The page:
LESSONS LEARNT FROM EXPLOSIVE ATTACKS - ?· Lessons Learnt From Explosive Attacks SE Harrisson, E Kirkman,…

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    SE Harrisson1, E Kirkman1, P Mahoney2

    1DSTL Porton Down, 2Academic Department of Anaesthesia and Critical Care RCDM, Birmingham

    IntroductionA vast amount of material has been published about terroristattacks using explosives. Contained within these papers arevaluable clinical and operational lessons. Some of these lessonscan be applied to the current UK military and civilian situationand be used to help to refine our clinical and organisationalresponses.

    Explosive Injury Mechanisms - a briefoverview.The damage created by a conventional explosion depends on anumber of factors, including the type of explosive, the amountof explosive, and the environment within which the detonationtakes place.

    Whenever and wherever an explosion occurs in air, theprinciples are the same. An understanding of the principlesenables a prediction of likely injury [1][2].

    As a substance explodes it rapidly expands from a solid (orliquid) state to a gas, increasing in volume by up to 100,000times. The speed of expansion depends on the type of explosive.This expansion pushes out whatever is surrounding theexplosive, such as casing (which may or may not be designed tofragment) or other items, for example nails or ball bearings.

    The explosion also compresses the surrounding air to form ashock-wave. This is a wave of very high pressure which expandsaway from the explosive at a speed greater than the speed ofsound in air. The high pressure lasts for a very short period oftime (milliseconds) and in an open air explosion, is relativelyshort-lived. As a result the peak overpressure decreases rapidly.

    For single shock waves in air, after the initial rise in pressure,the pressure drops to sub-atmospheric levels for a short time dueto the elasticity of air (Figure 1). Under water, the shock wave ispropagated for a much greater distance and the distance from thedetonation at which injury may occur consequently increases.

    It should be noted that the shock wave travels through air it is not the mass movement of air and products.

    Shock waves can be reflected and will then interact with theoriginal wave, leading to complex waves [3] which have a longerduration, multiple pressure peaks and enhanced pressure-related effects in comparison to the original wave. This is ofparticular significance for an explosion in a confined space,where the initial shock wave will reflect several times, increasingthe direct pressure effect considerably.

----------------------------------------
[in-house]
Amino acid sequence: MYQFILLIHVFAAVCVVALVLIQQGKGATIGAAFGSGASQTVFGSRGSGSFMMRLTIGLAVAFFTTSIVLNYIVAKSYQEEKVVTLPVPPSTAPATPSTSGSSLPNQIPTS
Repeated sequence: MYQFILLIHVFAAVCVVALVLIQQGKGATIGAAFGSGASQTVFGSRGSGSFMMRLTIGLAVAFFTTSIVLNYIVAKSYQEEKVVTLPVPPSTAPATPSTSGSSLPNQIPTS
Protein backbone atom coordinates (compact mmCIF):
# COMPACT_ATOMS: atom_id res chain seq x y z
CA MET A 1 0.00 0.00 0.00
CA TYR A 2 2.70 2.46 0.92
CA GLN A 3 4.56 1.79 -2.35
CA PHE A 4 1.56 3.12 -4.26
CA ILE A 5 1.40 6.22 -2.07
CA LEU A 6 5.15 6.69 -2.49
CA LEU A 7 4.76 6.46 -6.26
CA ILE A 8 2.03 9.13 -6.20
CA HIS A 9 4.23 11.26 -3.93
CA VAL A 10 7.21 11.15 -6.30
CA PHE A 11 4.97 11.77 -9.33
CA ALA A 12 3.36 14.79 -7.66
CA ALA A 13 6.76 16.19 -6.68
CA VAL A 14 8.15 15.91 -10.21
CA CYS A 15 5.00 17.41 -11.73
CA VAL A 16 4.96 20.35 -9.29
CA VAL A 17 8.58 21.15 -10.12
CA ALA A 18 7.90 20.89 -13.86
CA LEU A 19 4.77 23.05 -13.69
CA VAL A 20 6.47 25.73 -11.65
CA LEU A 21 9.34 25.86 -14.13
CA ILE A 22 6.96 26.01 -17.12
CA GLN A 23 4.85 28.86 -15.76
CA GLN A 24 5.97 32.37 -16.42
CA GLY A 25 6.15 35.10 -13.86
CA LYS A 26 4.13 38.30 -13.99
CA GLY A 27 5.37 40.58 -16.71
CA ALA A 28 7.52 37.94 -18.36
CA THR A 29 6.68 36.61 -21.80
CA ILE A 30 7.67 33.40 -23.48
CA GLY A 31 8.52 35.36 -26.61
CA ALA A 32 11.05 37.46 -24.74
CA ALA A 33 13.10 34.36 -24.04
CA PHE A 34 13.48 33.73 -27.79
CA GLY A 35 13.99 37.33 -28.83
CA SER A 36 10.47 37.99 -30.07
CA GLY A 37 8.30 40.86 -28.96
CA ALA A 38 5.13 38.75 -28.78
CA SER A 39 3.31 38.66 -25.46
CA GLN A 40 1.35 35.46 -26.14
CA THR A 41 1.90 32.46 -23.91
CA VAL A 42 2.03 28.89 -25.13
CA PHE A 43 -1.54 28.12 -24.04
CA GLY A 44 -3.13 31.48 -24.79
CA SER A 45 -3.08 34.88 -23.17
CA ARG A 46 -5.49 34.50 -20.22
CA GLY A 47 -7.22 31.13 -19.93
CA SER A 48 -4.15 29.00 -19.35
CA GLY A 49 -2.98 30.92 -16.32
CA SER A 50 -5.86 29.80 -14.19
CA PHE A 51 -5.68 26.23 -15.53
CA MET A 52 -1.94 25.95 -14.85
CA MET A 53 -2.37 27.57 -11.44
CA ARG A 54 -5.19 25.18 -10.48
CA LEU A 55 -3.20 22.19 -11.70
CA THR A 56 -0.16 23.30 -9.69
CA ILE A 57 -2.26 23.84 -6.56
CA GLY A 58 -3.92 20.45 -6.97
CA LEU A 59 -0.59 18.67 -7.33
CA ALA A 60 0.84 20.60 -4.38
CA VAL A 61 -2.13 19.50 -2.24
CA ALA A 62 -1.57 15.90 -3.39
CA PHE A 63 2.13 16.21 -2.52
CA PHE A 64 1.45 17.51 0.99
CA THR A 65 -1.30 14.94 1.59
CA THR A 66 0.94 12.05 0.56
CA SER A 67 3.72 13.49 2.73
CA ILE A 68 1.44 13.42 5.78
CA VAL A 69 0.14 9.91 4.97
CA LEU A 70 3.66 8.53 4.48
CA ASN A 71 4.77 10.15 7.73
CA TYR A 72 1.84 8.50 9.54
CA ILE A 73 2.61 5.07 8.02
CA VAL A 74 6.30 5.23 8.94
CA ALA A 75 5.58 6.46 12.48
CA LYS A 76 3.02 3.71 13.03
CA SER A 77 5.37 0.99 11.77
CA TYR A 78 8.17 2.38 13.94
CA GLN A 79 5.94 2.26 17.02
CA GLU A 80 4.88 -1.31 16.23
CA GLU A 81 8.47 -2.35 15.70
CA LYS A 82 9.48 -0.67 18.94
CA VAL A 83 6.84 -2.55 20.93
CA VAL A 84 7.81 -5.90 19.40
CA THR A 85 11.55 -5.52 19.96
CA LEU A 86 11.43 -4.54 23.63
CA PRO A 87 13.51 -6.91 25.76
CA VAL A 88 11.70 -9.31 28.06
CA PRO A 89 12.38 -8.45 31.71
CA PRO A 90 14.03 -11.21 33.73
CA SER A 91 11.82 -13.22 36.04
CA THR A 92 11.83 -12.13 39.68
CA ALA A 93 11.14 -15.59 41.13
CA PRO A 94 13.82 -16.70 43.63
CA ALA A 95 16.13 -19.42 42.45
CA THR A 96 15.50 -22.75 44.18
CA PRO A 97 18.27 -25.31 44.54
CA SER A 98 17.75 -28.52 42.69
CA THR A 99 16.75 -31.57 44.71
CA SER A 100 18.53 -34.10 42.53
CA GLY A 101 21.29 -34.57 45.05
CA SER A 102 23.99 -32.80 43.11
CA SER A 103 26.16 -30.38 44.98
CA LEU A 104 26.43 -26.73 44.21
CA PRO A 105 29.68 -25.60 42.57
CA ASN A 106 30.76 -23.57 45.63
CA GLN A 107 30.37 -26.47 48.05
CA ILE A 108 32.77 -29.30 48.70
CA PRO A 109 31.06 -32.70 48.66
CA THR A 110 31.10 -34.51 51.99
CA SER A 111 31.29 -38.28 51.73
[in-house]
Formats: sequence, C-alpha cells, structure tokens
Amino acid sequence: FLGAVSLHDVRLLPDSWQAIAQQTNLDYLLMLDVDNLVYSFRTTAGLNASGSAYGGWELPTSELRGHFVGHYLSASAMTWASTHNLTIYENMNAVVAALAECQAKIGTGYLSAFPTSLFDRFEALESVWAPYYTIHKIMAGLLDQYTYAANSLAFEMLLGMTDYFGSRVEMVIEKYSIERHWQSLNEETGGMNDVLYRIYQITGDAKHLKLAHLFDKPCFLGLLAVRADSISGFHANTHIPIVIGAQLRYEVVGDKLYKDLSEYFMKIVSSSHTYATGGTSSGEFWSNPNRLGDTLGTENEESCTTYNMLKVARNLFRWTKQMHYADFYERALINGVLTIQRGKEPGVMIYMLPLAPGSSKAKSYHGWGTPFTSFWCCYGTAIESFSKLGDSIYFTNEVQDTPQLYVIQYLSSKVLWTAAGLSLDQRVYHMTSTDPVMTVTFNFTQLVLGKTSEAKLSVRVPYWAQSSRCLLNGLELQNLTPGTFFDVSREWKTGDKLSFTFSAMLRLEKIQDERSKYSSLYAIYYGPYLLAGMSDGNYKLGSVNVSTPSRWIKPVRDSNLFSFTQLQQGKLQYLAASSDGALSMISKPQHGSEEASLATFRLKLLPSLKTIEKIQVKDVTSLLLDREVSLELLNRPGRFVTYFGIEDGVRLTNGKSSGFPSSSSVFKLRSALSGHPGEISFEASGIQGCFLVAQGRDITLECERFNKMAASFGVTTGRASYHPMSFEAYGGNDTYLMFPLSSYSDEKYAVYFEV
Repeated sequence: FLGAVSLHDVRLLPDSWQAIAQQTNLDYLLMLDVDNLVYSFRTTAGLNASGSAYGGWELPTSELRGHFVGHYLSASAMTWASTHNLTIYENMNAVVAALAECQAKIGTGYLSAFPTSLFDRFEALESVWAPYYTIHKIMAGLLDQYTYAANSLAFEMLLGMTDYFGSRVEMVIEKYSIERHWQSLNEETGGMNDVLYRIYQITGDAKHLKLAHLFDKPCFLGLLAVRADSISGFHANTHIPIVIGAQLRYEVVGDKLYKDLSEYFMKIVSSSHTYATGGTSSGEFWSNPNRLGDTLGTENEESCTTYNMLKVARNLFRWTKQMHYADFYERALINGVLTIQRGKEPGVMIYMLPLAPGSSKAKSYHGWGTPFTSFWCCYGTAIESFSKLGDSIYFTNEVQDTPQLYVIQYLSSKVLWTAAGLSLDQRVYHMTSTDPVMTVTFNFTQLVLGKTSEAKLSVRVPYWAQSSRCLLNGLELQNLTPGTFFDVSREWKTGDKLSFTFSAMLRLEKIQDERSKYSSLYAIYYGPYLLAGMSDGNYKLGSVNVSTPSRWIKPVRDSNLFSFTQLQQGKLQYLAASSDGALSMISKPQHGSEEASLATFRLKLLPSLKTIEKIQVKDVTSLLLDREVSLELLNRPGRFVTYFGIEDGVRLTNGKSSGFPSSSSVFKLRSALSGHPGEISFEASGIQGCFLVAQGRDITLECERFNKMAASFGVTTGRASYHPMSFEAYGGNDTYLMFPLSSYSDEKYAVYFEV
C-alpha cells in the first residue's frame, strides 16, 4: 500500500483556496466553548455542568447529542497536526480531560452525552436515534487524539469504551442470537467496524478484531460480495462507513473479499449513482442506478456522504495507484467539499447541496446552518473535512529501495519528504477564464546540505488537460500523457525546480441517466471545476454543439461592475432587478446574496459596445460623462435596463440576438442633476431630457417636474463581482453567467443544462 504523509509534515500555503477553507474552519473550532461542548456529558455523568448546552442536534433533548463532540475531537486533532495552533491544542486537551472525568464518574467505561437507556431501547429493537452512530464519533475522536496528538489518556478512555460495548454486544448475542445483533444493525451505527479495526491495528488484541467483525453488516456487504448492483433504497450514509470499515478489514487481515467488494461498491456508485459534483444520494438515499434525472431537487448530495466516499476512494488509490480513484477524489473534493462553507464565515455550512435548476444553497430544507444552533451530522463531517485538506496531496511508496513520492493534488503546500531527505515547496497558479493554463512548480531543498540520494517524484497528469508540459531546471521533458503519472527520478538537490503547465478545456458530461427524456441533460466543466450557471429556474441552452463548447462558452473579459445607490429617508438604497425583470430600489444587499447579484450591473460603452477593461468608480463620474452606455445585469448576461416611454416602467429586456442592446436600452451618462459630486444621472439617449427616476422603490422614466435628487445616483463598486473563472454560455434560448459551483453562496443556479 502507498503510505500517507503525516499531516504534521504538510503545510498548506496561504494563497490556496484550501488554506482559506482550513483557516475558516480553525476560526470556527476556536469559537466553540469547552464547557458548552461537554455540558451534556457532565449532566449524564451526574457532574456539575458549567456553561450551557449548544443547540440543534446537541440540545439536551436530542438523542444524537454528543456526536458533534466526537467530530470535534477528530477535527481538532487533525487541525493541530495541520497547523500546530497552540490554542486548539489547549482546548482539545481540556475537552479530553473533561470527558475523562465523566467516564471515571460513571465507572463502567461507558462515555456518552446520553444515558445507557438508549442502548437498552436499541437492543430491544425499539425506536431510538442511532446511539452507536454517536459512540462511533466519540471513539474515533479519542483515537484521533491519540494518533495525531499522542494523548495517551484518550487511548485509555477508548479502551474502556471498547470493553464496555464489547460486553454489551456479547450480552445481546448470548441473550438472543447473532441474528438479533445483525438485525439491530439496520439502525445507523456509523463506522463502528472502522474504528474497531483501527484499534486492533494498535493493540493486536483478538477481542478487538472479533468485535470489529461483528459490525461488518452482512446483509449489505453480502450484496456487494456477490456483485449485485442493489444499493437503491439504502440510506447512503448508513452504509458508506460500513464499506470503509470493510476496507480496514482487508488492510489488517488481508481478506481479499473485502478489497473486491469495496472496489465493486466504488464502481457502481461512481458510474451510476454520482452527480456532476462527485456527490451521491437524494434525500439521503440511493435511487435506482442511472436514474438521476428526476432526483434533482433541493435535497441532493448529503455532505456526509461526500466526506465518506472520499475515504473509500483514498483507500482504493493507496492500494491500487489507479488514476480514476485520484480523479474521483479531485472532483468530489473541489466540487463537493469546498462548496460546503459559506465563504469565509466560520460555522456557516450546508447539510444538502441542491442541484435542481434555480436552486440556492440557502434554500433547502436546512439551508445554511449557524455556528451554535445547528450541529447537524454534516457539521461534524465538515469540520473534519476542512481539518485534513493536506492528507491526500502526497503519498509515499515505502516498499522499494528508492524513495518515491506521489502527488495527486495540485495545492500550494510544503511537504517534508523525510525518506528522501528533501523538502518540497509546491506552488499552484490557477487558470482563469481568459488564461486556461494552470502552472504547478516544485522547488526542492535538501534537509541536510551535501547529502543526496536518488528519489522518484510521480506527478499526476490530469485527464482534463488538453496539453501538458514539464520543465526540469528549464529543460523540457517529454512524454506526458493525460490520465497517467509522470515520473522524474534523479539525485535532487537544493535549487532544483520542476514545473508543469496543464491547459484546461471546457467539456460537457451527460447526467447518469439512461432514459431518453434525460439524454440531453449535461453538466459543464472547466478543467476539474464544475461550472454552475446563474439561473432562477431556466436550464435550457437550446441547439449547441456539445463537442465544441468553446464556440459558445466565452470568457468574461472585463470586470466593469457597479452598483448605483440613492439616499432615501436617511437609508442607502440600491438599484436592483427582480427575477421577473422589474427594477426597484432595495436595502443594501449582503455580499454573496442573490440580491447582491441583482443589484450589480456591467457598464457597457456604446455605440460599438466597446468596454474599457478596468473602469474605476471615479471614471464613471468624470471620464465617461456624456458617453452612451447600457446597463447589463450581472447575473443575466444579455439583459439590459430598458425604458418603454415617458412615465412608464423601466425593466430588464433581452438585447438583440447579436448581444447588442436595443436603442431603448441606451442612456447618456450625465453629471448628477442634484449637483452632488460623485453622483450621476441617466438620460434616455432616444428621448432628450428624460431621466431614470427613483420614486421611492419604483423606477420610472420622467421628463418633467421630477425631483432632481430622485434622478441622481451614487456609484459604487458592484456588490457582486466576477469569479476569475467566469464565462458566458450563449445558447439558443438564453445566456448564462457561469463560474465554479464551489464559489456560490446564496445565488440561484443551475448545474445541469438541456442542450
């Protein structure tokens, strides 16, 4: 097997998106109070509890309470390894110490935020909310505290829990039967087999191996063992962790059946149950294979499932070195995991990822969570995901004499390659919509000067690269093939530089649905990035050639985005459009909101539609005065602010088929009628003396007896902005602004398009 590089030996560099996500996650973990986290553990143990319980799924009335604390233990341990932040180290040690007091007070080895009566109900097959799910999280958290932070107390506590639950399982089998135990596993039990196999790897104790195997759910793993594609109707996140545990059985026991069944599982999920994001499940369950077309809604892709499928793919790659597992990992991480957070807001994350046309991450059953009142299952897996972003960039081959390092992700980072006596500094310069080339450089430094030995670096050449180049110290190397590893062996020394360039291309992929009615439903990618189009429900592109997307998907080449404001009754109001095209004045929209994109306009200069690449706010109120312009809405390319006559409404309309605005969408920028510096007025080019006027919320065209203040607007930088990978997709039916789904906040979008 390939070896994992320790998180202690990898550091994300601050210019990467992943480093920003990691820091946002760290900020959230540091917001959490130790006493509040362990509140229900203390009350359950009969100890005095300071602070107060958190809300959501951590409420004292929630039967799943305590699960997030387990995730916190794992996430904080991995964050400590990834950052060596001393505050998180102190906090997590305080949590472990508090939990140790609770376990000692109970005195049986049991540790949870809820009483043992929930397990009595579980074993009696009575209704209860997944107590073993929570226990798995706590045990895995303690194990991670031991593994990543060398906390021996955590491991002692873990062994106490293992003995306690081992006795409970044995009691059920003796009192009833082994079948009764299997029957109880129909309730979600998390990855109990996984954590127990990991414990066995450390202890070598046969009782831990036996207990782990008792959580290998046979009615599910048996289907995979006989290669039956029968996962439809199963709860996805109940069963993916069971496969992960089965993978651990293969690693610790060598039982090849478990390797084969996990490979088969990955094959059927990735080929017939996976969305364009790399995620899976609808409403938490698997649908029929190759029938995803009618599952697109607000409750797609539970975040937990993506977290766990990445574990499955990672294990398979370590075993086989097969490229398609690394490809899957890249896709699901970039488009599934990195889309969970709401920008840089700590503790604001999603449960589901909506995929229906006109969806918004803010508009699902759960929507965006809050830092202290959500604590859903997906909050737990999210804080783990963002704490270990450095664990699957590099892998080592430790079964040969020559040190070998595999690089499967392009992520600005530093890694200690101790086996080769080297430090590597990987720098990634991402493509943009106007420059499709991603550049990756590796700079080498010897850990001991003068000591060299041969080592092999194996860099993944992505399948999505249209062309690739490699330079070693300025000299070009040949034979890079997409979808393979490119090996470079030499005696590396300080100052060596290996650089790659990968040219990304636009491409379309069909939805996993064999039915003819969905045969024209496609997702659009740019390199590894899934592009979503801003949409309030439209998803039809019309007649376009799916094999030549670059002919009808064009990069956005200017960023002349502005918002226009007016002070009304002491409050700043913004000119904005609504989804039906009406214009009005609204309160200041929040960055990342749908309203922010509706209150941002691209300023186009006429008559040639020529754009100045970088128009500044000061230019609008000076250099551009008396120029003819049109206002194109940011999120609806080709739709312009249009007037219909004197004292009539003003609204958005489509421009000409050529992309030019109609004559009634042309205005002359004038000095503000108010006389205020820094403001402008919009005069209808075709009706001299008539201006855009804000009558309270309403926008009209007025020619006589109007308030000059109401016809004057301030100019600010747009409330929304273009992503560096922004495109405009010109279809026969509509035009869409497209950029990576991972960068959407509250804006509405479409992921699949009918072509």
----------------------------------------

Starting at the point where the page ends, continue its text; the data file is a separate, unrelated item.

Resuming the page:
The explosion will also set the surrounding gas (ambient airand explosive products) in motion, causing the dynamicoverpressure or blast wind. The pressure of the blast wind is less

    Corresponding Author: Lt Col P MahoneyAcademic Department of Military Anaesthetic and Critical CareRoyal Centre for Defence Medicine, Vincent Drive,Birmingham B15 2SQT: +44 121 415 8848E: Prof.ADMEM @rcdm.bham.ac.uk


    278 JR Army Med Corps 153(4): 278-282

    Figure 1: Schematic representation of a shock wave a. pressure v time at asingle point b. pressure v distance from point of detonation


    Figure 2: An explosive detonation. Note the shock wave (solid arrow)


  • Lessons Learnt From Explosive Attacks SE Harrisson, E Kirkman, P Mahoney

    than that of the shock-wave, but the blast wind has a muchlonger duration. It will move more slowly than the originalshock-wave, but may continue for considerable distances(although the products are confined to the fireball). The blastwind will pick up pieces of debris (or people) in its path andcause the whole, or parts of them to move. The explosion mayalso cause injury due to the release of toxic fumes, as a result ofthe radiant and convective heat created by the detonation or asa result of ignition of the environment.

    Blast injuriesBlast injuries are classified as shown in table 1. [4][5].

    Primary blast injuriesThese are caused by the shock wave. Injuries are dependant onthe power of the explosion, the proximity of the casualty to theexplosion and the environment (open or confined) [6]. Theshock wave causes most damage to tissues where there isfluid/air interface predominantly the lungs, and bowel, - butdamage does occur in other tissues.

    In the lungs the shock wave can cause the alveoli to bedamaged, leading to a progressive respiratory impairment. Itcan also lead to the introduction of air into the pulmonaryvasculature leading to embolic injury.

    It was previously suggested that eardrum perforation should beused as a marker for primary blast injury following an explosion.It is certainly true that the presence of eardrum rupture is anindicator of significant blast exposure, however the absence oftympanic rupture can not be used to exclude the possibility ofsignificant blast loading. Although it has been challenged [7], inthe operational environment it remains safe practice to admitpatients with a ruptured eardrum for a period of observationwhilst other more significant injuries are excluded.